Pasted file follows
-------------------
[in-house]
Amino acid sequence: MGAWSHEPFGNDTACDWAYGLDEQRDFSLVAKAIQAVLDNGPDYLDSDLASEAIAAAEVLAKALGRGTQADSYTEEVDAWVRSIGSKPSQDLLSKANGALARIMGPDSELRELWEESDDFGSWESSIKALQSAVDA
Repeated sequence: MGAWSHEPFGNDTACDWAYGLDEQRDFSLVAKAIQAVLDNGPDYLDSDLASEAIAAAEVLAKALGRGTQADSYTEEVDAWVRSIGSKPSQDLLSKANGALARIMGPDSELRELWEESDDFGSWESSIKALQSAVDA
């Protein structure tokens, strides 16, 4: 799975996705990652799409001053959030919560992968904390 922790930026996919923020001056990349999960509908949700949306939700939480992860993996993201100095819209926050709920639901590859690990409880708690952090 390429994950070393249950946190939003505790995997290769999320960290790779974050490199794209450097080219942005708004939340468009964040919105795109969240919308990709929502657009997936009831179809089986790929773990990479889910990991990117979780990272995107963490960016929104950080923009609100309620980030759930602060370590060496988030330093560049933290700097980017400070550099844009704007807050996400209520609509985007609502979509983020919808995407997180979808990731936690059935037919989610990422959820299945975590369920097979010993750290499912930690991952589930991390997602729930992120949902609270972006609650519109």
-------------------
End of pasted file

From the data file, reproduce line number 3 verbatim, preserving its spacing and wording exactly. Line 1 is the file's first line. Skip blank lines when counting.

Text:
Repeated sequence: MGAWSHEPFGNDTACDWAYGLDEQRDFSLVAKAIQAVLDNGPDYLDSDLASEAIAAAEVLAKALGRGTQADSYTEEVDAWVRSIGSKPSQDLLSKANGALARIMGPDSELRELWEESDDFGSWESSIKALQSAVDA